Electric Messiah

Band: High on Fire
Album: Electric Messiah
Best song: The title track totally rips.
Worst song:“Drowning Dog” isn’t great.

I broadly don’t believe in the idea of “cancelling” someone, but for the thought experiment that bad faith arguers believe it to be, I’ll bite and take another shot at explaining my own thinking when it comes to delineating art and artist. As in: When do I decide to stop consuming someone’s music/movies/etc. because of their politics. My own personal cancelling, I guess.

I don’t.

I still listen to music that’s made by abhorrent people (Ted Nugent), extremely dumb people who use Nazi-adjacent imagery (Metallica, who knows how many other metal bands), pedophiles (Michael Jackson, David Bowie, etc.), spousal abusers (Ozzy Osbourne, the Beatles, etc), well-known jerks (Roger Waters) and racists (Myrkur). I listen to lots of music with awful words (the f-word –the slur, not “fuck”– in particular, is in more songs than you’d think. “Money for Nothing,” for example. ) and bands whose chief lyricist was inspired by Ayn Rand (Rush). I like comedians who are sex pests (Louis CK), alleged spousal abusers (Redd Foxx) and who knows what else. Some of these people are reformed or dead or whatever, but I still listen to their records, for the most part.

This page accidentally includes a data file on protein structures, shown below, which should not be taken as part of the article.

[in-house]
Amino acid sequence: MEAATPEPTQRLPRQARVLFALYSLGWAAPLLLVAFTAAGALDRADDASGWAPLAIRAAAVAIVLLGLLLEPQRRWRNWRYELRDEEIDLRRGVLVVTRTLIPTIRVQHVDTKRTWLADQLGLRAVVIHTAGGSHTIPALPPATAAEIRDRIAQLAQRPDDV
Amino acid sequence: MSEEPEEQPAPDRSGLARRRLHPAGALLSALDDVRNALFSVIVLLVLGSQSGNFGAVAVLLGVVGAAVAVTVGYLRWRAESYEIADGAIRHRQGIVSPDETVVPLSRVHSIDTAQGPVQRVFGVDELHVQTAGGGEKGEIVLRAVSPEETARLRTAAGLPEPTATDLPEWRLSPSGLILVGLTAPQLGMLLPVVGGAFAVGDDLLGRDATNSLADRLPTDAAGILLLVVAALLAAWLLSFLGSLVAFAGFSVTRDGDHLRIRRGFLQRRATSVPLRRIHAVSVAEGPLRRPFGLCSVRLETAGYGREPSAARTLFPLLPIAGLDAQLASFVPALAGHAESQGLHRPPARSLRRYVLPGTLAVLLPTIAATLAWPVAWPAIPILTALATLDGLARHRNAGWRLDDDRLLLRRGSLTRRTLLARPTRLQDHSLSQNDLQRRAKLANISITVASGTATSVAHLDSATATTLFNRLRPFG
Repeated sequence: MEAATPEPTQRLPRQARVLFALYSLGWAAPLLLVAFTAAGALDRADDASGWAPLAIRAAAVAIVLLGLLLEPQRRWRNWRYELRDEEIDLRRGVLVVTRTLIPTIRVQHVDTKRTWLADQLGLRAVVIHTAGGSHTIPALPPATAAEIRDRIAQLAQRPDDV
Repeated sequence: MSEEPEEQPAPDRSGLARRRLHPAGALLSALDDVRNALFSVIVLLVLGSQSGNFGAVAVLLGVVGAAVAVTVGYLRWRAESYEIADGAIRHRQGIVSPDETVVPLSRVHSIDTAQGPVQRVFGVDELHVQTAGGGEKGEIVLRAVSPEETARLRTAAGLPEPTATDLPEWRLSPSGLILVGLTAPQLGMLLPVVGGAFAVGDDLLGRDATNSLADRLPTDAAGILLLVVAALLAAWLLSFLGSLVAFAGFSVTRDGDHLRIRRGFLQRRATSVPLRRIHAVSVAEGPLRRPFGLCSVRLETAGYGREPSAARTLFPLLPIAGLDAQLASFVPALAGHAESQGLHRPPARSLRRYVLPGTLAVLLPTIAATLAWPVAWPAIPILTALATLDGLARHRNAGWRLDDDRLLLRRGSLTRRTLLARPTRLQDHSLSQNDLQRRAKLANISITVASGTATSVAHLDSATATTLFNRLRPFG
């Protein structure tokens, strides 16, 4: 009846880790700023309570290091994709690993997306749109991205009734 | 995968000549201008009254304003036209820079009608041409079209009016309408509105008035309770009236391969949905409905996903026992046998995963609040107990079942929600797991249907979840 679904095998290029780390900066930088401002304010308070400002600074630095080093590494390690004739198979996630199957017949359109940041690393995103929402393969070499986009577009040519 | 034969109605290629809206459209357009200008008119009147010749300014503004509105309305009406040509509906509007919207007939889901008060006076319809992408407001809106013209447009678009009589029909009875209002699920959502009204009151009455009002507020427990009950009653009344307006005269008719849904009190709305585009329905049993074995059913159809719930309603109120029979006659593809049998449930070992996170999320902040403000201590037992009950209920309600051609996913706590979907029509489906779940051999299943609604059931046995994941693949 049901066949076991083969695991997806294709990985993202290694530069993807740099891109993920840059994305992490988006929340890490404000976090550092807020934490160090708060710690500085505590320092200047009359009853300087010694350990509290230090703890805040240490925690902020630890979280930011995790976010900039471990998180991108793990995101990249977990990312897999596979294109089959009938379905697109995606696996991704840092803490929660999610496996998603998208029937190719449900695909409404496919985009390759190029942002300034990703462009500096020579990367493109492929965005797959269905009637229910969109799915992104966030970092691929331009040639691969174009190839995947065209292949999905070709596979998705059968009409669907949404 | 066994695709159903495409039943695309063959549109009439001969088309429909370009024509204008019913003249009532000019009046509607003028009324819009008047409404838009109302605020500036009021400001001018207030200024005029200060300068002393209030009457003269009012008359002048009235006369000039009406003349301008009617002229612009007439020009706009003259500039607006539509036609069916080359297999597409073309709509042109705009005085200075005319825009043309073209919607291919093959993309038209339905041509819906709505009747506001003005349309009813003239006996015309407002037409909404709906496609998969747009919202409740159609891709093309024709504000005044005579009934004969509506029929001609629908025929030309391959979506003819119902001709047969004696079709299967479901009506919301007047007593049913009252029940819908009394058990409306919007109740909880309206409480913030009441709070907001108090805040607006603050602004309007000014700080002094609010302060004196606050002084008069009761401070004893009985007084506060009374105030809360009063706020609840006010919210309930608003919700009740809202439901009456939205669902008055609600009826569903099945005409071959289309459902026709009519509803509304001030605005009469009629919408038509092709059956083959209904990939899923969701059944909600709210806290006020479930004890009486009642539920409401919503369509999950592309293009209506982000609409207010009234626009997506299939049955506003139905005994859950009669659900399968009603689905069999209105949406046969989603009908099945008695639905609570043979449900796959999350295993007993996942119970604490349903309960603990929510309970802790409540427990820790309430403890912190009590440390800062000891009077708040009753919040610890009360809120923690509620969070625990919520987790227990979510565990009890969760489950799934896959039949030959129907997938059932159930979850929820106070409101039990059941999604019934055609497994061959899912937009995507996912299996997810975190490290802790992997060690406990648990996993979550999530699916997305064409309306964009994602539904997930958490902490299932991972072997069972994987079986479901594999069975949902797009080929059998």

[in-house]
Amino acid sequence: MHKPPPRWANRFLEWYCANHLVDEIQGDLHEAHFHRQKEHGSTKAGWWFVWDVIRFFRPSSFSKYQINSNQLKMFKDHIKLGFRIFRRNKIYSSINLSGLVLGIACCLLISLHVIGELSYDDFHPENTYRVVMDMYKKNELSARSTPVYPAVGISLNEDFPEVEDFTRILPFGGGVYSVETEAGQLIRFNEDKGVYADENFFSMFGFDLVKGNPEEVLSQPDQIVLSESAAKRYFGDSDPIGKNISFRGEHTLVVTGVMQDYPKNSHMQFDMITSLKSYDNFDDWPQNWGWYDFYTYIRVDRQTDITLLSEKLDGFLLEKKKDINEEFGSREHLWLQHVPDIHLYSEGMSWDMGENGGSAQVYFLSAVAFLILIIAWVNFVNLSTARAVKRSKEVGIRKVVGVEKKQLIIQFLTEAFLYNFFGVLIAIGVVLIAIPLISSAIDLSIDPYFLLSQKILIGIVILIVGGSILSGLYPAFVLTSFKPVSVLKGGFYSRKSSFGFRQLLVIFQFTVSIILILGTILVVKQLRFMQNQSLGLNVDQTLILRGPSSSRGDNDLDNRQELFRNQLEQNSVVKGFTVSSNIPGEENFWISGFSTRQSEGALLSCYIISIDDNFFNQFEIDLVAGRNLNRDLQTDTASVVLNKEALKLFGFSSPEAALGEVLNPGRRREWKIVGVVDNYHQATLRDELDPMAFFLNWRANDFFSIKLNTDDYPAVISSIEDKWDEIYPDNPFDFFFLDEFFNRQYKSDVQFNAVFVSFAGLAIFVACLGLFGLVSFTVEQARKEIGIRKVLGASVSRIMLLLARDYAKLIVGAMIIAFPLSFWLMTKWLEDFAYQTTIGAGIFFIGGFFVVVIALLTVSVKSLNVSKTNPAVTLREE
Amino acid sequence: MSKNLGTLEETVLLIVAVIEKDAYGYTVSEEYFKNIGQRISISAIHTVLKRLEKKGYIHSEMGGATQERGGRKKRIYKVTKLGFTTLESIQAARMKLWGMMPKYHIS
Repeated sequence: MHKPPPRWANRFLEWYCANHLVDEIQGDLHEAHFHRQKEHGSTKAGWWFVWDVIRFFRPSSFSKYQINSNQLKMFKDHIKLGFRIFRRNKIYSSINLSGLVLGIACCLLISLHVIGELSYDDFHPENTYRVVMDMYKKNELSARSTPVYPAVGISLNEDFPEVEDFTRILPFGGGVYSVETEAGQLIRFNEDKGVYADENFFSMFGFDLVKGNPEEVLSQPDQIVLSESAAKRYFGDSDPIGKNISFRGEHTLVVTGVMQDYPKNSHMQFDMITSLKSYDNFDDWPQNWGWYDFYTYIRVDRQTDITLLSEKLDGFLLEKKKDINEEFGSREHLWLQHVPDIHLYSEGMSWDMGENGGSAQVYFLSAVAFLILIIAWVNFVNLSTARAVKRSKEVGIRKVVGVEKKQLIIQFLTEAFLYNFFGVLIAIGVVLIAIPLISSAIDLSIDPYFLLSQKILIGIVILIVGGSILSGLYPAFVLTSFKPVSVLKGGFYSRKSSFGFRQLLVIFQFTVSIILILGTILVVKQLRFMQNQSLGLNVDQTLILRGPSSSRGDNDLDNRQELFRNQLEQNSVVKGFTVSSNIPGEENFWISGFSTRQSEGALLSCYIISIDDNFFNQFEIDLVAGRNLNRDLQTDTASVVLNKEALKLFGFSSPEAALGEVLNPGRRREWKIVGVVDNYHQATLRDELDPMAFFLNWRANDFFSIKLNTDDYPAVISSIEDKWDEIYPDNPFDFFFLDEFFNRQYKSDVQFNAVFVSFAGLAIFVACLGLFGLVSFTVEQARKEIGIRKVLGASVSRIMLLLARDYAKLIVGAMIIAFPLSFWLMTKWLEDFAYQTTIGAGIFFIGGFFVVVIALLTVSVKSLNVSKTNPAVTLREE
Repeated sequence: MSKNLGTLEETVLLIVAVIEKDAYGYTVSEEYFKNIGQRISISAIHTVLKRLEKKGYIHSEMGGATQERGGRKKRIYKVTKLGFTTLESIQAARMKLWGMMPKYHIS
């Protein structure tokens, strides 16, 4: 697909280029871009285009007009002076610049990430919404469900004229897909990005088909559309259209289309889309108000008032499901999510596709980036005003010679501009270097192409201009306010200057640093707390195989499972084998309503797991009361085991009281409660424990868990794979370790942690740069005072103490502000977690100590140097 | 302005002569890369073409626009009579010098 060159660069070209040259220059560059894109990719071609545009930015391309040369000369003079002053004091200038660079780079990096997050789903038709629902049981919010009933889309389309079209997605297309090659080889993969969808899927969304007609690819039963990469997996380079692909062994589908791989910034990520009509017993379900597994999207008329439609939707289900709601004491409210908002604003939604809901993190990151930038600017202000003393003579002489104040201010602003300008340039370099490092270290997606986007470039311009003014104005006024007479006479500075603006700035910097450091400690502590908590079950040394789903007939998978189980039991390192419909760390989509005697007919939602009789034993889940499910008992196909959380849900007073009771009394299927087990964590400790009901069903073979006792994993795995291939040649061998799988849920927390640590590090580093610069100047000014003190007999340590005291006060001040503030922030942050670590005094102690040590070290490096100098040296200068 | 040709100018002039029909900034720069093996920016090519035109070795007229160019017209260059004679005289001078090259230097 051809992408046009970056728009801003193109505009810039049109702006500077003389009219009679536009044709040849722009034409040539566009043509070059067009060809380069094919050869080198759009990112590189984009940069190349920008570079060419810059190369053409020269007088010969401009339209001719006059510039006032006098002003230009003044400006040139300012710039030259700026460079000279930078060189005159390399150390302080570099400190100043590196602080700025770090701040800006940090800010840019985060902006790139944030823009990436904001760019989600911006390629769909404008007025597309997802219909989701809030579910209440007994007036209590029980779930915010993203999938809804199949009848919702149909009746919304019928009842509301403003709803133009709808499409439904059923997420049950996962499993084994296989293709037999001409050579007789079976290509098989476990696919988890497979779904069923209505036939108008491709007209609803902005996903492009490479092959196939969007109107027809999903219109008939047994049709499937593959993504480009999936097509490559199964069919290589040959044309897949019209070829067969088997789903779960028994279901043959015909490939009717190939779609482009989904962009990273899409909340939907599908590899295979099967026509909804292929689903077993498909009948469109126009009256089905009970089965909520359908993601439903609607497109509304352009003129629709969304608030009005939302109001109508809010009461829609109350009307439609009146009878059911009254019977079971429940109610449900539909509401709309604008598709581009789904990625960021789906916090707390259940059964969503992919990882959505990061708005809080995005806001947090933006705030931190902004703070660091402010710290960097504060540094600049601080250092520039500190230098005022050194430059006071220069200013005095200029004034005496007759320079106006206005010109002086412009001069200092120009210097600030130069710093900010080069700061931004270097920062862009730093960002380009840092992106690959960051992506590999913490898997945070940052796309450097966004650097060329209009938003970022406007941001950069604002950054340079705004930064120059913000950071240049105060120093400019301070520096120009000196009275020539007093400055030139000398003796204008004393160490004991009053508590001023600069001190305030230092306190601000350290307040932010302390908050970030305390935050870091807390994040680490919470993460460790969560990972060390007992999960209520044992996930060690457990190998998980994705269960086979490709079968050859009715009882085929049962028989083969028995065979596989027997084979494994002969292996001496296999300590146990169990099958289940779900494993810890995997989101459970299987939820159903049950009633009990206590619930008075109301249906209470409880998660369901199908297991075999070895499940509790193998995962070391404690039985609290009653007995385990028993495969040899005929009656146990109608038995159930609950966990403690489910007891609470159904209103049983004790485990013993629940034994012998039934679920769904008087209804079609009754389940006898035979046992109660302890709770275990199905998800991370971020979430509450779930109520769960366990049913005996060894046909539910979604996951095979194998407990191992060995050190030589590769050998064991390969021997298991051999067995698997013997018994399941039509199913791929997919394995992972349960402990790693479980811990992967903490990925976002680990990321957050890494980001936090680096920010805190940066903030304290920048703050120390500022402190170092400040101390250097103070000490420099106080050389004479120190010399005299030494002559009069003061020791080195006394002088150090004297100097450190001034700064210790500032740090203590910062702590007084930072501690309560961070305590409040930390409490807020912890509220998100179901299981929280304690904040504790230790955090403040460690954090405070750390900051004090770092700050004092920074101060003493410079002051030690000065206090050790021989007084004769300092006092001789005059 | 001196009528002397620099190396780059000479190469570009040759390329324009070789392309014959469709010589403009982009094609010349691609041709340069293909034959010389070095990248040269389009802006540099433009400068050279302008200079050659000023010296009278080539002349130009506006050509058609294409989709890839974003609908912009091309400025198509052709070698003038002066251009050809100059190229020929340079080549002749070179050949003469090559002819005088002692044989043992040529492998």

I don’t have a good way to explain myself. My morals are what they are – I am against the crimes and immoralities listed above – but I can’t bring myself to tear myself away from these people.

I think the main thing I keep coming back to this twofold: